Wednesday, July 25, 2007

Women in Zimbabwe Facing Increasing Repression

Zimbabwe: Women at the forefront of challenging government policy face increasing repression

Zimbabwean women are suffering increasing repression as they mobilize to confront the government in the face of a spiralling economic and social rights crisis in Zimbabwe, according to a new report released today by Amnesty International.

In the report, the organization released the findings of a three-week research mission during which Amnesty International's delegates interviewed scores of women of all ages throughout Zimbabwe, from both townships and rural areas.

"The Zimbabwean government needs to address the underlying economic and social problems that are motivating women to protest -- rather than attacking them and criminalising their legitimate activities in defence of human rights," said Irene Khan, Secretary General of Amnesty International.

While in Zimbabwe, Amnesty International spoke to women activists who make up the majority of the hundreds of Zimbabwean human rights defenders who have been arbitrarily arrested and detained for engaging in peaceful protest marches or meetings in the last two years. Delegates spoke to many women who became human rights defenders following repeated violations of their rights by the Zimbabwean government.

Most women interviewed by Amnesty International reported being subjected to beatings and other ill-treatment while in police custody, in some cases amounting to torture. Much of the abuse has included sexist verbal abuse and derogatory accusations aimed at discrediting their character and work. Some have been detained with their children or while pregnant in deplorable conditions falling far below international human rights standards.

"Zimbabwean women have demonstrated incredible resilience, bravery and determination in the face of increasing government repression. They are aware of the dangers they face but refuse to be intimidated into submission," said Irene Khan.

Women activists told Amnesty International that police often accuse them of being used by the British and American governments to overthrow the Zimbabwean government and of being agents of regime change. This is often followed by random beatings, with some women suffering serious injuries, including broken limbs.

"The Zimbabwean government is not only making false accusations against women activists, it is also failing to acknowledge its role in creating the desperate situation in which these women find themselves," said Irene Khan. "One way in which the government is doing this is by trying to deny a direct causal relationship between its policies and the deepening poverty and spiralling human rights crisis in the country."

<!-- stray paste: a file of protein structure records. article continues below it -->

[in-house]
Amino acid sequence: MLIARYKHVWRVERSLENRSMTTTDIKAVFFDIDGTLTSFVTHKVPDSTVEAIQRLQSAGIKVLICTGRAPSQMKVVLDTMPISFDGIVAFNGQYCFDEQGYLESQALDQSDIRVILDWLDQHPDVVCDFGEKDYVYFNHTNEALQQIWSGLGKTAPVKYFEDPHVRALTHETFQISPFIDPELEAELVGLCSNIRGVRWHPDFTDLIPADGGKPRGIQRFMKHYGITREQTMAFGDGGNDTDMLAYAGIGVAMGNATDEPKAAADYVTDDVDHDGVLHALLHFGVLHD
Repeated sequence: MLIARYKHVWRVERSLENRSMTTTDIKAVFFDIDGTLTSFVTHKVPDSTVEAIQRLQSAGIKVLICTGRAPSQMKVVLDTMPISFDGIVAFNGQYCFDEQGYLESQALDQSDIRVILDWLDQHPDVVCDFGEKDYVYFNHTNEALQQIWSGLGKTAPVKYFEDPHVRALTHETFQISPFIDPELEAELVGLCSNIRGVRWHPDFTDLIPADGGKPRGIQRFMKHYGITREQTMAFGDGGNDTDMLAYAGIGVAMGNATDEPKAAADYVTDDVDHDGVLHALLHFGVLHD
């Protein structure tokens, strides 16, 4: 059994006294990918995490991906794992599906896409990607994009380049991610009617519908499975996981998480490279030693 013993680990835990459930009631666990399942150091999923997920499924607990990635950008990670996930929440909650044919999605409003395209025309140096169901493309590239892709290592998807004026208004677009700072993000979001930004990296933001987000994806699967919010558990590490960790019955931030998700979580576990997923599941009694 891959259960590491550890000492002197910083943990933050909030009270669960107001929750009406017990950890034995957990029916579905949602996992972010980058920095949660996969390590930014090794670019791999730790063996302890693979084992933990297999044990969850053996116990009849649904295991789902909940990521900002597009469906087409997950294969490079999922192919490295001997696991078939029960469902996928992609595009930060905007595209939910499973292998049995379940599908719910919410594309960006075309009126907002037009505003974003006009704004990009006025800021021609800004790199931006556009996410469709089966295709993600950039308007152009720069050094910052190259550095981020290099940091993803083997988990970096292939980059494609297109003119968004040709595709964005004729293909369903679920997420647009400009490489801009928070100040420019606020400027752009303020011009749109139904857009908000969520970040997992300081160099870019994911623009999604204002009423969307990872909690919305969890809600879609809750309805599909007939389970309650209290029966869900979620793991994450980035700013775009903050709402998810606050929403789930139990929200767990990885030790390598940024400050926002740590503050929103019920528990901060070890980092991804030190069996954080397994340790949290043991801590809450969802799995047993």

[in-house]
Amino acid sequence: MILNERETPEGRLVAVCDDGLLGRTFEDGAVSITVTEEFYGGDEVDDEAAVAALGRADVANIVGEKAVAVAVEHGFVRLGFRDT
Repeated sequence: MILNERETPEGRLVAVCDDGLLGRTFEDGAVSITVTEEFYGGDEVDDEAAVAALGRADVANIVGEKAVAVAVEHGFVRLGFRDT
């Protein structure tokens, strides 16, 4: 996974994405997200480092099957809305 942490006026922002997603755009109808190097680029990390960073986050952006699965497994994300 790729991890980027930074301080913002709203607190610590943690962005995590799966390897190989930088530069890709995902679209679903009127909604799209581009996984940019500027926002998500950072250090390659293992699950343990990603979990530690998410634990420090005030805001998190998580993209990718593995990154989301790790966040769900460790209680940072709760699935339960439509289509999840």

Clara, a 60-year-old widow in Masvingo province, is a member of the Women's Coalition -- a national women's human rights organization. In 2003, Clara spoke out against discrimination against perceived supporters of opposition parties in food aid distribution in her village at a community meeting. She was accused by local ruling party officials of being a member of the Movement for Democratic Change (MDC). To this day, Clara is still not allowed to buy Grain Marketing Board (GMB) maize.

"Women in Zimbabwe are demanding respect and protection for their own human rights and the rights of members of their communities -- often in the face of severe repression, including arbitrary arrest and torture," said Irene Khan.

"The treatment of women human rights activists while in custody has had dire consequences for the women and their families -- particularly for the children left behind without care."

Women from both rural and urban areas in Zimbabwe are finding it increasingly difficult to buy food, pay for medical care and earn a living to support their families. The majority of those affected by the government's clampdown on the informal business sector in 2005 are poor women.

Amnesty International delegates witnessed the desperation caused by daily increases of prices of basic goods such as food and transport, while most people's wages remained static. In every location visited by the organization, women were desperately trying to sell their goods, while at the same time trying to avoid being arrested and having their goods confiscated by police.

Many women human rights defenders are not allowed to buy maize from the GMB simply because they belong to human rights organizations or speak out against discrimination or other violations in their communities -- in violation of their right to adequate food.

"Heads of state in the Southern Africa Development Community (SADC) need to redouble their efforts to end human rights violations in Zimbabwe," said Irene Khan. "At their next summit meeting in Zambia in August 2007, SADC leaders should insist that President Mugabe immediately stop the intimidation, ill-treatment, torture and harassment of critics of government policies."

"Women activists are an important resource for the development of Zimbabwe and must be seen as such by the government. They play a pivotal role in addressing the many human rights challenges the country is facing. The government must acknowledge the legitimacy of their work and stamp out any discrimination against women."

Note to editors:


Amnesty International delegates made several requests for meetings with government officials to discuss their concerns -- both in person and in writing -- but were refused an interview on all occasions.

To see a copy of the full report, Zimbabwe: Between a rock and a hard place - women human rights defenders at risk, please go to: http://web.amnesty.org/library/index/engafr460172007


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